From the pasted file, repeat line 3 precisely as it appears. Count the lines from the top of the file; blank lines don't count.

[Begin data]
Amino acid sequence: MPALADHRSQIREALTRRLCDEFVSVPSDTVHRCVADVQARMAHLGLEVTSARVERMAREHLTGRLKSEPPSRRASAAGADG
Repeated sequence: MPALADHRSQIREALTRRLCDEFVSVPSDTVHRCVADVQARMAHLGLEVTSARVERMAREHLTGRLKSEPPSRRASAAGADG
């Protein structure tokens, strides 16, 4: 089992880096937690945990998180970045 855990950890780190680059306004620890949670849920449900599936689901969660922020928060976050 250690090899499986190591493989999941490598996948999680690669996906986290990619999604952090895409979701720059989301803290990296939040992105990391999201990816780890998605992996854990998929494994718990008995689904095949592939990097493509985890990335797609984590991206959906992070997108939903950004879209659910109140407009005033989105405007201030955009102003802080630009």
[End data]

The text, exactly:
């Protein structure tokens, strides 16, 4: 089992880096937690945990998180970045 855990950890780190680059306004620890949670849920449900599936689901969660922020928060976050 250690090899499986190591493989999941490598996948999680690669996906986290990619999604952090895409979701720059989301803290990296939040992105990391999201990816780890998605992996854990998929494994718990008995689904095949592939990097493509985890990335797609984590991206959906992070997108939903950004879209659910109140407009005033989105405007201030955009102003802080630009």